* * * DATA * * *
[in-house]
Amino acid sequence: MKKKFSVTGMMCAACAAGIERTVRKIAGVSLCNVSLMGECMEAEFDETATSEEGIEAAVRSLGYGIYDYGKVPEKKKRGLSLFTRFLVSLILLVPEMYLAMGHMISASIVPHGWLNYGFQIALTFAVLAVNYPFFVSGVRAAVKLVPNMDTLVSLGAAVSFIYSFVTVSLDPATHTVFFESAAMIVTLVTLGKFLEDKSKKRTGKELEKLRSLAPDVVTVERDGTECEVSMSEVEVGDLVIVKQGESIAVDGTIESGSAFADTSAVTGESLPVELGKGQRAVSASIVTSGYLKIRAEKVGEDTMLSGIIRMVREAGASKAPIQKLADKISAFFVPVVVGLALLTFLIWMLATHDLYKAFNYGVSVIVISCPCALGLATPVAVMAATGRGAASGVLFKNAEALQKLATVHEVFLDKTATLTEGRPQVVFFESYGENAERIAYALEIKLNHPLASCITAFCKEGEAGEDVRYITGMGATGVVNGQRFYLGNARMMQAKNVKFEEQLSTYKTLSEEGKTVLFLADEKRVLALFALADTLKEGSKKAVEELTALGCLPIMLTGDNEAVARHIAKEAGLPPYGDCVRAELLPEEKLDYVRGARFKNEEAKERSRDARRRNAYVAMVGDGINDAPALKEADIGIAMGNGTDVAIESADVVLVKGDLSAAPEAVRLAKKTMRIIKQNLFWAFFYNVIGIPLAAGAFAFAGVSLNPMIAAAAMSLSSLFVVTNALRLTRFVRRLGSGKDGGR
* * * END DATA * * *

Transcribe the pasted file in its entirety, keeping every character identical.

[in-house]
Amino acid sequence: MKKKFSVTGMMCAACAAGIERTVRKIAGVSLCNVSLMGECMEAEFDETATSEEGIEAAVRSLGYGIYDYGKVPEKKKRGLSLFTRFLVSLILLVPEMYLAMGHMISASIVPHGWLNYGFQIALTFAVLAVNYPFFVSGVRAAVKLVPNMDTLVSLGAAVSFIYSFVTVSLDPATHTVFFESAAMIVTLVTLGKFLEDKSKKRTGKELEKLRSLAPDVVTVERDGTECEVSMSEVEVGDLVIVKQGESIAVDGTIESGSAFADTSAVTGESLPVELGKGQRAVSASIVTSGYLKIRAEKVGEDTMLSGIIRMVREAGASKAPIQKLADKISAFFVPVVVGLALLTFLIWMLATHDLYKAFNYGVSVIVISCPCALGLATPVAVMAATGRGAASGVLFKNAEALQKLATVHEVFLDKTATLTEGRPQVVFFESYGENAERIAYALEIKLNHPLASCITAFCKEGEAGEDVRYITGMGATGVVNGQRFYLGNARMMQAKNVKFEEQLSTYKTLSEEGKTVLFLADEKRVLALFALADTLKEGSKKAVEELTALGCLPIMLTGDNEAVARHIAKEAGLPPYGDCVRAELLPEEKLDYVRGARFKNEEAKERSRDARRRNAYVAMVGDGINDAPALKEADIGIAMGNGTDVAIESADVVLVKGDLSAAPEAVRLAKKTMRIIKQNLFWAFFYNVIGIPLAAGAFAFAGVSLNPMIAAAAMSLSSLFVVTNALRLTRFVRRLGSGKDGGR